Saints Peter and Paul monastery, Rodopos

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Saint sPeter and Paul monastery, Rodopos, Chania, Crete

The Monastery of Peter and Paul is located at Cape Rodopos (or Spatha), 40km northwest of Chania and 12.5 km from the village Rodopou and is reached through a rocky dirt road. With the abbey of Saint John in Giona, a few kilometers earlier, it flourished during the late Venetian rule. Just after the occupation of Crete by the Turks the monastery became a dependency of the powerful Hodeghetria Gonia monastery.

The monastery is not listed in the census of the churches and monasteries of the year 1637 and the evidence for its historical development is minimal. According to tradition, the church is built on the site of an older monastery. The frescoes of the church date from the 11th century and on these there are many carvings of names and dates with the most important: "1607, the last day of October we are here: Mr. Nikolaos Priouli, me John Kiontzas, Doctor of Law and the faithful Francis with many Saints, forty in number. "

In the area there are still buildings of the monastery complex: the Church of Saint Paul, a stone vaulted warehouse with two cisterns, the abbot, an old olive mill, ruins scattered around the temple, and a two pottery warehouses.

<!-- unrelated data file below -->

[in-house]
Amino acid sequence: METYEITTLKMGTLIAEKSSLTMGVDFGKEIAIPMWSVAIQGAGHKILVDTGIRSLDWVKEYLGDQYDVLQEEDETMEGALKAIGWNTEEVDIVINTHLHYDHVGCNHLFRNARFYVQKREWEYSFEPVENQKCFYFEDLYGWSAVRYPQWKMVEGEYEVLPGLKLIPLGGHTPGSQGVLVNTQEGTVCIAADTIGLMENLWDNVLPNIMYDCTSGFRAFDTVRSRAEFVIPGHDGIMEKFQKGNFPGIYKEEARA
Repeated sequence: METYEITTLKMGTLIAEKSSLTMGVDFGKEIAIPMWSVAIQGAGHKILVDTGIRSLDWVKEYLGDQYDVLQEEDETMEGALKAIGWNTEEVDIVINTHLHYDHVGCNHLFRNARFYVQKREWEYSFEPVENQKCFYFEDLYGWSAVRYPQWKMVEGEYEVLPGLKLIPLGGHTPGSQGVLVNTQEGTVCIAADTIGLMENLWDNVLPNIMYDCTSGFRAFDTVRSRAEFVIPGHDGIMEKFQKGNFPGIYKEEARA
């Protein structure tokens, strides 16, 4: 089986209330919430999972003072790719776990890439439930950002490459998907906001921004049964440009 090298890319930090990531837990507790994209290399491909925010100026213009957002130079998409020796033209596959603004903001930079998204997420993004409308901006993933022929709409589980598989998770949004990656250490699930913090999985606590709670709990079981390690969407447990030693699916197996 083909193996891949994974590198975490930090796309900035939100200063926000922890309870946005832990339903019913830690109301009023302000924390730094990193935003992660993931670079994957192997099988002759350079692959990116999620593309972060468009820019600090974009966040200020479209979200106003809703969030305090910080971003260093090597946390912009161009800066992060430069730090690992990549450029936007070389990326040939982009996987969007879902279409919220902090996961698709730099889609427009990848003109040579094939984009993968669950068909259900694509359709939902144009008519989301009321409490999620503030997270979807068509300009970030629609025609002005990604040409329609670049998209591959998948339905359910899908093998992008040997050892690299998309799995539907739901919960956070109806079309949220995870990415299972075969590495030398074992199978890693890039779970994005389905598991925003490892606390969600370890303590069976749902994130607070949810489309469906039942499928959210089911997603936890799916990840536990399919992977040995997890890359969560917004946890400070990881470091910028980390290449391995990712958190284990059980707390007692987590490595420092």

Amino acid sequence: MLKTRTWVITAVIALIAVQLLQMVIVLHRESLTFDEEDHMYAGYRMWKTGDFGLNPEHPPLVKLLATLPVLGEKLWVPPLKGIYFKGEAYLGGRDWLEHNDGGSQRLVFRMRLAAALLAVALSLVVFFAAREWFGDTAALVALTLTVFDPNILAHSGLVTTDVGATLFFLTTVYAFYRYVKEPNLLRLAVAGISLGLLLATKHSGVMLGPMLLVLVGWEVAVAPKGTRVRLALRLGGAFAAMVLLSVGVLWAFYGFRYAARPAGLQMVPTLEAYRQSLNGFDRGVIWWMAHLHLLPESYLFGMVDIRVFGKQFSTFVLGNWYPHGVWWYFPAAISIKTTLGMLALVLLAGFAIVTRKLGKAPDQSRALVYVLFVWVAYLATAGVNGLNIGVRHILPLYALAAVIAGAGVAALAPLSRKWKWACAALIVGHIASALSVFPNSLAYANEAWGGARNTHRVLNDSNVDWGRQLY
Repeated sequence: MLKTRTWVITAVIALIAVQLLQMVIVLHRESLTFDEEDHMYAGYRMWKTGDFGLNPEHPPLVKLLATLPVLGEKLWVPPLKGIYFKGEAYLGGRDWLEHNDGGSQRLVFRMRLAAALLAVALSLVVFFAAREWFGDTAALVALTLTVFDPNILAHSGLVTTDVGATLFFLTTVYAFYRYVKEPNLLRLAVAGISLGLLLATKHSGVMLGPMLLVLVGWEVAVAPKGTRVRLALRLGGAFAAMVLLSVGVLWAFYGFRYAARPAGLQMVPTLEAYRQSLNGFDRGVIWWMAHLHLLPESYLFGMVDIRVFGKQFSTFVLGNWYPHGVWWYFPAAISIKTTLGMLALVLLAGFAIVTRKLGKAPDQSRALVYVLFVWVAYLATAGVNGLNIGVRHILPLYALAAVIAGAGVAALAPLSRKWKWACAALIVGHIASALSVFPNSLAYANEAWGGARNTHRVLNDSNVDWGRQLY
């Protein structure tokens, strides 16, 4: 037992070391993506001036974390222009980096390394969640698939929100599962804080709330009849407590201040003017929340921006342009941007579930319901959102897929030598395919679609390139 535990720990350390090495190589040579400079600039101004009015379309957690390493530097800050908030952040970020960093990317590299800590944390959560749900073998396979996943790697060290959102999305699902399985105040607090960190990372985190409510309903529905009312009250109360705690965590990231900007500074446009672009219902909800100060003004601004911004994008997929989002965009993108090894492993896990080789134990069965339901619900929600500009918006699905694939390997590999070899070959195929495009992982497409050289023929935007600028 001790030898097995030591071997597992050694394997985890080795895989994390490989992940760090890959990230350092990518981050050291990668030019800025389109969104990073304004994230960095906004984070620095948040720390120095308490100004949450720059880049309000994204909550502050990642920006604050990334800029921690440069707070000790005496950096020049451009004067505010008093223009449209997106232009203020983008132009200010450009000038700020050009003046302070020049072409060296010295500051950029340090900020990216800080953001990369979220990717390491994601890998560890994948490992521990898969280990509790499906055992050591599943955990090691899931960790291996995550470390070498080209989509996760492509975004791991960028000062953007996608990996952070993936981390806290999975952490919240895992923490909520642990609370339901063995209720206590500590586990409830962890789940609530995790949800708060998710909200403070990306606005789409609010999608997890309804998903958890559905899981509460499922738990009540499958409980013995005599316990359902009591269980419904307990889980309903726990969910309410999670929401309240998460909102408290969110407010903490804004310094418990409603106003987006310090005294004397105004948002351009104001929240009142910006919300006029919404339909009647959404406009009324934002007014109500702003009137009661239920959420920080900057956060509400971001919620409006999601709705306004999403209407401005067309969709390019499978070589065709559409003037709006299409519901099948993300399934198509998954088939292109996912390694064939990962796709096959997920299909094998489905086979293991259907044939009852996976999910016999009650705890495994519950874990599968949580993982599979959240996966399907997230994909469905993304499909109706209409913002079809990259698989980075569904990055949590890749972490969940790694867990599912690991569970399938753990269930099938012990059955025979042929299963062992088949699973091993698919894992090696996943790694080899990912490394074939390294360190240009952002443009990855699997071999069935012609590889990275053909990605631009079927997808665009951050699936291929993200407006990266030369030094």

Along with the church of St. John Gionas, it forms a single monastic complex, where the monastery of St. Paul was the harbor, the hub of communication and contact through sea routes (there were no roads reaching the place). The carvings of the Crusaders on the frescoes reveal the importance of this monastic center as one of the channels of communication between the West and the Middle East.

The church is a stone building with dome, coated with Byzantine ceramics. The frescoes were painted by the hagiographer Provatas. But they are quite damaged by the passage of time, moisture, Crusaders and other passersby. The traces of the swords of the Crusaders are met in various parts of the church, recording the historical moments.

According to tradition the Apostle Paul passed from this point, while traveling captive to Rome.

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